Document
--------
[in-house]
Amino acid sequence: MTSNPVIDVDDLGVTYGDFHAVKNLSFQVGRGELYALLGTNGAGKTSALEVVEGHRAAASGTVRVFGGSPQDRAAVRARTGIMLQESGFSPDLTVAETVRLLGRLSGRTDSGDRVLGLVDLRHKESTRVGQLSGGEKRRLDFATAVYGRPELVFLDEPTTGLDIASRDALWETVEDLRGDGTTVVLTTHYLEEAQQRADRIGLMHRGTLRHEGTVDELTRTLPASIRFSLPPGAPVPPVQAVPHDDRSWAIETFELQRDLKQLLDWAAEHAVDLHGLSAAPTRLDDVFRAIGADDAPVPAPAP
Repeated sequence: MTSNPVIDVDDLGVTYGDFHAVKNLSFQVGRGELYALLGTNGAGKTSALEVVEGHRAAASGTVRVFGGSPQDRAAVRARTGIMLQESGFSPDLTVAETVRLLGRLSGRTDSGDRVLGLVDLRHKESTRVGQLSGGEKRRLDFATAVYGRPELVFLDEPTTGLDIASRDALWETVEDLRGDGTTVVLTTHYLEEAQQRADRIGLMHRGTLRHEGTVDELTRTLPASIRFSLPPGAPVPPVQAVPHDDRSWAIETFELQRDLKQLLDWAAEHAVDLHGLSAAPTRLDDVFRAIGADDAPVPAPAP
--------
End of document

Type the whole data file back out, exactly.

[in-house]
Amino acid sequence: MTSNPVIDVDDLGVTYGDFHAVKNLSFQVGRGELYALLGTNGAGKTSALEVVEGHRAAASGTVRVFGGSPQDRAAVRARTGIMLQESGFSPDLTVAETVRLLGRLSGRTDSGDRVLGLVDLRHKESTRVGQLSGGEKRRLDFATAVYGRPELVFLDEPTTGLDIASRDALWETVEDLRGDGTTVVLTTHYLEEAQQRADRIGLMHRGTLRHEGTVDELTRTLPASIRFSLPPGAPVPPVQAVPHDDRSWAIETFELQRDLKQLLDWAAEHAVDLHGLSAAPTRLDDVFRAIGADDAPVPAPAP
Repeated sequence: MTSNPVIDVDDLGVTYGDFHAVKNLSFQVGRGELYALLGTNGAGKTSALEVVEGHRAAASGTVRVFGGSPQDRAAVRARTGIMLQESGFSPDLTVAETVRLLGRLSGRTDSGDRVLGLVDLRHKESTRVGQLSGGEKRRLDFATAVYGRPELVFLDEPTTGLDIASRDALWETVEDLRGDGTTVVLTTHYLEEAQQRADRIGLMHRGTLRHEGTVDELTRTLPASIRFSLPPGAPVPPVQAVPHDDRSWAIETFELQRDLKQLLDWAAEHAVDLHGLSAAPTRLDDVFRAIGADDAPVPAPAP